DJ Stingray, Soulglo, Moxx, rol:e
Sherard Ingram is a menacing node in the vast tangle of electronic music's history, present, and future. As DJ Stingray he propagates a seer-like, totalising concept of what it is to be engaged in thinking ahead by making people move.
Permit yourself to zoom out of your singular reality enough such that all activity, all that is knowingly accumulated and all that is unnervingly accepted on this earth, is a spectrum of information. This includes the thermodynamics of our own biological structure. Now consider that music is a segment of this spectrum, and DJ Stingray's nexus of electro and techno a further specialised section forged in bypassing normalised circuits to confront the future, to articulate abstract dynamics. It's a slice of information, it is a bandwidth. Ingram's crucial and distinctive function in this system is to decode his particular nexus as a speculative software for others, and to encode its conspicuous qualities as a feedback system with the rest of the spectrum. If it sounds intense, it's because it is, and it's still just about sweating it out at a club.
A Detroit native, Ingram is an established figure in electro and techno from its earliest days. His Urban Tribe project is testament to this. First appearing on the genre-defining 1991 compilation 'Equinox,' Urban Tribe has come to call Anthony Shakir, Carl Craig, and Kenny Dixon Jr. members of the group. Though perhaps what has thus far come to be Ingram's most finely calibrated and entirely natural manoeuvre was under the wing of Drexciya's James Stinson. Performing with Drexciya's live unit, Ingram took the 'Drexciyan DJ Stingray' identity and conjured a torrential storm from the DJ booth. His aqua-genetic code persists in the form of NRSB-11, his ongoing collaboration with the other half of Drexciya, Gerald Donald.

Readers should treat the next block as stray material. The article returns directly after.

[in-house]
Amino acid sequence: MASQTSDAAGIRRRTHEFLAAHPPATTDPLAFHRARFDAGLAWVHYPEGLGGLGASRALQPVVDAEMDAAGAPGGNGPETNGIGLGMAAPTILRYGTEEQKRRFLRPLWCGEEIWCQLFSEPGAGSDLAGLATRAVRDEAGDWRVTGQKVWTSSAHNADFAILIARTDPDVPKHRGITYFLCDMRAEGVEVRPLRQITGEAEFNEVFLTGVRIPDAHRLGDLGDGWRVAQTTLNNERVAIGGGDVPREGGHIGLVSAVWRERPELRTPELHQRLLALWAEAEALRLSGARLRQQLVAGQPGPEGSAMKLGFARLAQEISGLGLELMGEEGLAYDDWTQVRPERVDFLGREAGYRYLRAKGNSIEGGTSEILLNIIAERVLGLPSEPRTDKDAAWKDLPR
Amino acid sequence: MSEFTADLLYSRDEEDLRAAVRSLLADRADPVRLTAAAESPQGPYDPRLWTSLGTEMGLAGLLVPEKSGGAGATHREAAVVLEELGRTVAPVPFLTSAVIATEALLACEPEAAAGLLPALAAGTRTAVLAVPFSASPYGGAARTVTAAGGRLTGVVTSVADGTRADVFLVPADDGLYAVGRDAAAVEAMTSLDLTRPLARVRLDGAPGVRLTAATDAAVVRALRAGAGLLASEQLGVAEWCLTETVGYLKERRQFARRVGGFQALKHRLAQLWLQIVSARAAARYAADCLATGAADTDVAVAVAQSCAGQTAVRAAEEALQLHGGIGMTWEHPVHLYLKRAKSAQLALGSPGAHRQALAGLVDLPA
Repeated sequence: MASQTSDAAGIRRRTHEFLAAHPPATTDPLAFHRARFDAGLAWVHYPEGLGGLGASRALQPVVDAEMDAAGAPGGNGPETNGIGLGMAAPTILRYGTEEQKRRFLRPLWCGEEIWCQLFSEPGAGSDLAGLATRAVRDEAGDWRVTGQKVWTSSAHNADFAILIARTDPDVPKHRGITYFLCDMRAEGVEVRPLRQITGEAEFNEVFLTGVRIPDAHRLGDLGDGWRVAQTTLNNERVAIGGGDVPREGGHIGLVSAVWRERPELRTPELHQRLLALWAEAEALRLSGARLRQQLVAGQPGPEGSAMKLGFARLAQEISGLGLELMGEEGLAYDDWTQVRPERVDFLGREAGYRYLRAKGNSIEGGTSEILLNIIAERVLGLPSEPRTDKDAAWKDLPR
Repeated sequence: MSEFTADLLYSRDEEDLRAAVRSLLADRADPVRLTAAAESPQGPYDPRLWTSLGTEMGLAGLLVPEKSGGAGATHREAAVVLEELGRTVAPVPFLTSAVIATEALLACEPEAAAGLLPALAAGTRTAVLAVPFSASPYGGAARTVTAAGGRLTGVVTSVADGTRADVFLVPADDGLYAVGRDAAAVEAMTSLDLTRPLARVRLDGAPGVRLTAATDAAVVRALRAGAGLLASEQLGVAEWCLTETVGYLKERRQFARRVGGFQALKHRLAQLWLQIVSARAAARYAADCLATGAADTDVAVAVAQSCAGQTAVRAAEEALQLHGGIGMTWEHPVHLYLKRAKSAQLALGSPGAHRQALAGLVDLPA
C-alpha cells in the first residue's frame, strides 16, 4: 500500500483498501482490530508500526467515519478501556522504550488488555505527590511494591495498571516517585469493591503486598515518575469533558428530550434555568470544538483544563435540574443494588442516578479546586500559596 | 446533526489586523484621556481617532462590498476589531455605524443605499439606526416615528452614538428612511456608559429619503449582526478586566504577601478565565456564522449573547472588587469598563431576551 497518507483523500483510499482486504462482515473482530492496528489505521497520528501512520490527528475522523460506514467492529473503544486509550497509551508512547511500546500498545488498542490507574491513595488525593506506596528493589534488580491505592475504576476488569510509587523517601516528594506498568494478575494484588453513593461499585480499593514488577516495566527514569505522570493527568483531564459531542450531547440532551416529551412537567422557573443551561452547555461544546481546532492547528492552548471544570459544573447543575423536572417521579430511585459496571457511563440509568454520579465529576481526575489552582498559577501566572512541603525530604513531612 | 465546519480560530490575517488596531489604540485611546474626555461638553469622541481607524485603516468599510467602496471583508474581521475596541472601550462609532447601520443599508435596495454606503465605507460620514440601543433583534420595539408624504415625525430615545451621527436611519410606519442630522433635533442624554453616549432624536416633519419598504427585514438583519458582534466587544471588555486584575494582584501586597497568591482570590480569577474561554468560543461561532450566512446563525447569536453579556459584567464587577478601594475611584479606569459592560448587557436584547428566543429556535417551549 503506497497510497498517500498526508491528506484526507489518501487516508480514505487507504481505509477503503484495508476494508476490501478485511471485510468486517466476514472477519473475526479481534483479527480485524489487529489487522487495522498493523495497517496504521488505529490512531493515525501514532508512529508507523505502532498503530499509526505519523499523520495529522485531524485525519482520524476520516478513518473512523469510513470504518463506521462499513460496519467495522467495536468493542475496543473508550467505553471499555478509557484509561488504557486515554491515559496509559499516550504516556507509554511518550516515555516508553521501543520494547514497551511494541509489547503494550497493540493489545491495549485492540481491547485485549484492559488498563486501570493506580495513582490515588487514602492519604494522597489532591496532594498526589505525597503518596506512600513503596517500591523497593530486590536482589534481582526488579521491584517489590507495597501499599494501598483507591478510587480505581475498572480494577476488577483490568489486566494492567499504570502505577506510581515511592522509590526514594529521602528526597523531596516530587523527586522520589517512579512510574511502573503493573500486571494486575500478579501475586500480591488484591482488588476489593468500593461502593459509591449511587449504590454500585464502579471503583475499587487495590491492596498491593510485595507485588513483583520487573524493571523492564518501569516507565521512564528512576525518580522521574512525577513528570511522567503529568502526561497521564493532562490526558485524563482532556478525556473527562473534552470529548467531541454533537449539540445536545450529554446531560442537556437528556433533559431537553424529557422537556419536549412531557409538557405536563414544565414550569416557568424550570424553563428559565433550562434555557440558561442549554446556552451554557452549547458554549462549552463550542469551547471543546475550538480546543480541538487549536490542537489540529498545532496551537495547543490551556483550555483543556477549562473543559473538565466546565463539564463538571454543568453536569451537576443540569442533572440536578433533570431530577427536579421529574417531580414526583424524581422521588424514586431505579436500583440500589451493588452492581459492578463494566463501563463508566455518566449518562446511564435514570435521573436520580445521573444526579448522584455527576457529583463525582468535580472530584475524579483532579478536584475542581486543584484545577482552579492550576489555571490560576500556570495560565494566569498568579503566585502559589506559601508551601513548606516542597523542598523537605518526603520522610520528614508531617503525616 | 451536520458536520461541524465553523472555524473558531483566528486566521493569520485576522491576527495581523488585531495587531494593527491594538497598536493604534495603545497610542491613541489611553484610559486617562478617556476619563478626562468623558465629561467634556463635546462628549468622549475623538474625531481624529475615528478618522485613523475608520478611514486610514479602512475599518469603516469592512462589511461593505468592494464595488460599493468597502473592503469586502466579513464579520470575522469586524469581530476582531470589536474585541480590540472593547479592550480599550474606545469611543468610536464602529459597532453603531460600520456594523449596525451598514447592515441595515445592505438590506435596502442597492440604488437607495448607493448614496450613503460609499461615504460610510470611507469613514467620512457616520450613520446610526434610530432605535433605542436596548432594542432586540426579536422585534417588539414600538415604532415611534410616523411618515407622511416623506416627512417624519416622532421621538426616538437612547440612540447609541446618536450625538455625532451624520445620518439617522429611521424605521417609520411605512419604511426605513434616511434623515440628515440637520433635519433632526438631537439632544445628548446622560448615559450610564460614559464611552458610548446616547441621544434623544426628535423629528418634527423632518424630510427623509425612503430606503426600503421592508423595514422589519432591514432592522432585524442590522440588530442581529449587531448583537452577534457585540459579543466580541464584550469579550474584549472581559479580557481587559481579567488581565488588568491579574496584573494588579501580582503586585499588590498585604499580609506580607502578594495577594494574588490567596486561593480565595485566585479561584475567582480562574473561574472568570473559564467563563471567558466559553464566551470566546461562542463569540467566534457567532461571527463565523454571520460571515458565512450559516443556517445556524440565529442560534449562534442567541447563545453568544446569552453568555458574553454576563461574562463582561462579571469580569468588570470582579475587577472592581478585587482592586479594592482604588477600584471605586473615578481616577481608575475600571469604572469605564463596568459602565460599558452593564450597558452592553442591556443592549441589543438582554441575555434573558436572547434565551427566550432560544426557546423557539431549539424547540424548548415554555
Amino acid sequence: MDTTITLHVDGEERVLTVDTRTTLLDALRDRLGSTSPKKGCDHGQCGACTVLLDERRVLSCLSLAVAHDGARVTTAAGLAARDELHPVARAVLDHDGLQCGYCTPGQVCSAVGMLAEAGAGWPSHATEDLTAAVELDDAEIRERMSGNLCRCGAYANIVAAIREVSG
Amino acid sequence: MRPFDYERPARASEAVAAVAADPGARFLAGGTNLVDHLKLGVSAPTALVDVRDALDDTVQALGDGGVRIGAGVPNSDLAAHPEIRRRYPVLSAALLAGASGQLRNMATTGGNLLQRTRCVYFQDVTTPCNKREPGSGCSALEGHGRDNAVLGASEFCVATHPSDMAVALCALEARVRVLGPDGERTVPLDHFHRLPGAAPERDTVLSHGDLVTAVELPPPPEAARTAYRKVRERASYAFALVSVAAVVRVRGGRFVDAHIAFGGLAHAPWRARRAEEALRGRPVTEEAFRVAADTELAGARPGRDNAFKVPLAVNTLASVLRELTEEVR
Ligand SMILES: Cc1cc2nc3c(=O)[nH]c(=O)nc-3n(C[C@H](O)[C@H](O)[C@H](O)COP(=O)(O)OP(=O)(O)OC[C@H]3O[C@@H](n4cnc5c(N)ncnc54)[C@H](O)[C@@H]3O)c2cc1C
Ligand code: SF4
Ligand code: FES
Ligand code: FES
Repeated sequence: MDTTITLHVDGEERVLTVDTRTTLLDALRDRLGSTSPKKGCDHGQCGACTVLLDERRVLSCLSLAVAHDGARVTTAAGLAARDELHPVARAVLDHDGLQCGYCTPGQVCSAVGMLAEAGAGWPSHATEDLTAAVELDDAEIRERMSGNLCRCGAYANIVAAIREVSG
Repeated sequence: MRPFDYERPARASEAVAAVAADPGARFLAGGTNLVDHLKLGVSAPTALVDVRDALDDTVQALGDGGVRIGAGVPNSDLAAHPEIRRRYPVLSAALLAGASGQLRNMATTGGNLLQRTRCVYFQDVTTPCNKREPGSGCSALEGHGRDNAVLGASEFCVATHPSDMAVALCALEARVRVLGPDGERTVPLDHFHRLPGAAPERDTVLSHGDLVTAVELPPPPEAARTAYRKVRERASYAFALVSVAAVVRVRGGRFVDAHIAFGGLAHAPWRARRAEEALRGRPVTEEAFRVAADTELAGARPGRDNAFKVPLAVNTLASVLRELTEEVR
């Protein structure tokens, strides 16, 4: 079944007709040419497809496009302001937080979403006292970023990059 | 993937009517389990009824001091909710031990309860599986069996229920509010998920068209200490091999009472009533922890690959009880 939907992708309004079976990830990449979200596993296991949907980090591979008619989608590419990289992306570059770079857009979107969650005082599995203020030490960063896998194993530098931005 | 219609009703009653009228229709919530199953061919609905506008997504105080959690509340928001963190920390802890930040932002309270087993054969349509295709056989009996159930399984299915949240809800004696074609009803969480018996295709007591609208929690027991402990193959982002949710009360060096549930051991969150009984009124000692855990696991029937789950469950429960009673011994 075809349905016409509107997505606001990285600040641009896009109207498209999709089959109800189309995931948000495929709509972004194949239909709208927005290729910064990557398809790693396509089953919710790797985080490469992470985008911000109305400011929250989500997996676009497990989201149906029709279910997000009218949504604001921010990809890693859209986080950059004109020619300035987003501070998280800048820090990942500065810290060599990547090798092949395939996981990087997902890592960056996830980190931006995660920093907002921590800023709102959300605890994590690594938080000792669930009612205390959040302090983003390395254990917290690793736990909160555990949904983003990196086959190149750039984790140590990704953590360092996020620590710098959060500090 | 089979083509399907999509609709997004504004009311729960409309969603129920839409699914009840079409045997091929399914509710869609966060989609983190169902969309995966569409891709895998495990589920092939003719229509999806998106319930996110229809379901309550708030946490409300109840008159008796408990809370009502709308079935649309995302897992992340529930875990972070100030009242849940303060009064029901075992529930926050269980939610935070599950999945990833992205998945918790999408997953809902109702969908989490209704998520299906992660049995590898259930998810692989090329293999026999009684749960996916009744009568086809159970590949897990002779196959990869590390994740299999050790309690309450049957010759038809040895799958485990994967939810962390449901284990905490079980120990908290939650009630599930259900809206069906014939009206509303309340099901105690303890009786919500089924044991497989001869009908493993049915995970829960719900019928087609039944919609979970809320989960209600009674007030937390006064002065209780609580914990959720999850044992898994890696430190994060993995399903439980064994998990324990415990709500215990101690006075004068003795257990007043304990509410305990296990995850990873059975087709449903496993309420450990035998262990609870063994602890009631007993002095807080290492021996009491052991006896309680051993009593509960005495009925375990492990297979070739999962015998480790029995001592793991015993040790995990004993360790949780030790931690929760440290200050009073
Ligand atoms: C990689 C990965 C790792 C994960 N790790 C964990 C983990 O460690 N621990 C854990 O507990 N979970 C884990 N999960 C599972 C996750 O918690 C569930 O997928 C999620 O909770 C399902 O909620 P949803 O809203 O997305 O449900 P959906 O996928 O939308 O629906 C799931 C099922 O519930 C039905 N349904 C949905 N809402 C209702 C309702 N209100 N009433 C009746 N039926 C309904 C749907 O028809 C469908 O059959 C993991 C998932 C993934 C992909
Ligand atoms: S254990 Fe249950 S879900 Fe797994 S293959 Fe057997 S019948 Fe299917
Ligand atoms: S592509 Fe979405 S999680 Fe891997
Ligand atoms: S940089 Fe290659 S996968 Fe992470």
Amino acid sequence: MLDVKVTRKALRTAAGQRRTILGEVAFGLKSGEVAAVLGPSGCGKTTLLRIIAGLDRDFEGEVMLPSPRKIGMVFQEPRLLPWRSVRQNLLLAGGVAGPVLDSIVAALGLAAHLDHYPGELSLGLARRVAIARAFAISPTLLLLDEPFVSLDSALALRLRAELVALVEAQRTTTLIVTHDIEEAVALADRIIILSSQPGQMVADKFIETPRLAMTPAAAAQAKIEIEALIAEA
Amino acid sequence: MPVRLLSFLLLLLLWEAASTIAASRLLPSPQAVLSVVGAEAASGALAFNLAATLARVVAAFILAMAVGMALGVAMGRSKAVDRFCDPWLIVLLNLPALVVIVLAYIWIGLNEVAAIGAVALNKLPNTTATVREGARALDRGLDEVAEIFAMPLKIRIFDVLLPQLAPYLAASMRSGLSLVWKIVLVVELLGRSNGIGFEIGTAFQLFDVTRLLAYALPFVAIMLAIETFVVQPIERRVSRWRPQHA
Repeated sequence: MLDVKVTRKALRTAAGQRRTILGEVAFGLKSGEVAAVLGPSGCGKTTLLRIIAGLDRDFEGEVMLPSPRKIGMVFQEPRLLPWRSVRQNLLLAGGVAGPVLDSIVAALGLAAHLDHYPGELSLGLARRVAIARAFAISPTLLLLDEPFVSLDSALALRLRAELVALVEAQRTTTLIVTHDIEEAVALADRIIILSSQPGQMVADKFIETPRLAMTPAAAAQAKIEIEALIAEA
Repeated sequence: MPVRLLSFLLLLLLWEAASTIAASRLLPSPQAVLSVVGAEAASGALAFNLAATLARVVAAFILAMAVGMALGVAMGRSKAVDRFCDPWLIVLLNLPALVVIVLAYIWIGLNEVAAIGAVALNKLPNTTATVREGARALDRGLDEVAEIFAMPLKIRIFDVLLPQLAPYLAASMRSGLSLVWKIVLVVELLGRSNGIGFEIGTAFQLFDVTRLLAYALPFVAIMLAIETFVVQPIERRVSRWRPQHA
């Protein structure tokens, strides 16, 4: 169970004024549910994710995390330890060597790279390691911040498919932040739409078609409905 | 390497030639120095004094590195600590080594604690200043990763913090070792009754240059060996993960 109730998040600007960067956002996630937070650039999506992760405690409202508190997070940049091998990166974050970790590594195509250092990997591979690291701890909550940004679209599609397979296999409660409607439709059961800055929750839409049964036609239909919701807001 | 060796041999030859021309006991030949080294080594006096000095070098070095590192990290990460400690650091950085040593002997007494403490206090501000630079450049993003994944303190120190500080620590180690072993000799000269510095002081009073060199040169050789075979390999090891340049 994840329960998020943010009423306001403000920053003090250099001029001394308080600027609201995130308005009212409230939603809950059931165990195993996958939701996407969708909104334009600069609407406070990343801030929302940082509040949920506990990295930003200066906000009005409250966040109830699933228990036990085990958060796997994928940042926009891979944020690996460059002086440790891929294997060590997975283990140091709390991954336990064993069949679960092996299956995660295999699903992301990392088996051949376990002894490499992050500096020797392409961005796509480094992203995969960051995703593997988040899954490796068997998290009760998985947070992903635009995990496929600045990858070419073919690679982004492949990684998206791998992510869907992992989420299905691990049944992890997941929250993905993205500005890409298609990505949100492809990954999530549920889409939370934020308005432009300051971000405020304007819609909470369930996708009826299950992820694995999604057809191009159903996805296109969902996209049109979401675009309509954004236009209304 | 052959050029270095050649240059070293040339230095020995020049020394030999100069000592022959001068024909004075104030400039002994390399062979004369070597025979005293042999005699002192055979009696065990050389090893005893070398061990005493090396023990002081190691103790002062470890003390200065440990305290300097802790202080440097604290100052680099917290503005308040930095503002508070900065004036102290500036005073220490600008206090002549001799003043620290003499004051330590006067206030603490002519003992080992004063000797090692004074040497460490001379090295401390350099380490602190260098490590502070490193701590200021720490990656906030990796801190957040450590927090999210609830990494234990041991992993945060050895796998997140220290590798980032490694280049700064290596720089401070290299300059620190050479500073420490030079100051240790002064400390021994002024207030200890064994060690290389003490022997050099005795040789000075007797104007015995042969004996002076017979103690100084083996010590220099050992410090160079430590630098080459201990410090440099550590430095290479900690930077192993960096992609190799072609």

The caustic, neuro-shock brand of apex electro that Ingram exhilaratingly pushes in every corner of the world isn't contained by this past. There's a motivating edge that's founded in his formative years, but it's one that only keeps the next page blank, with little clue of which way the swing will drill across the spectrum, gathering pace sufficient to redistribute definitions and test the limits of those being made to move.
With his recent releases coming from an enviable smattering of crucial labels both genre-centric and experimental, Ingram is overhauling the very premise of the Detroit legacy he had a hand in writing, and on which others comfortably sit. With an oeuvre that touches base from Planet E to Presto!?, and from Mahogani Music to Reflex, Ingram's justified attempts at exiting the gravitational pull of genre tropes anticipate a dynamic edge of what we know is an ever-shifting centre.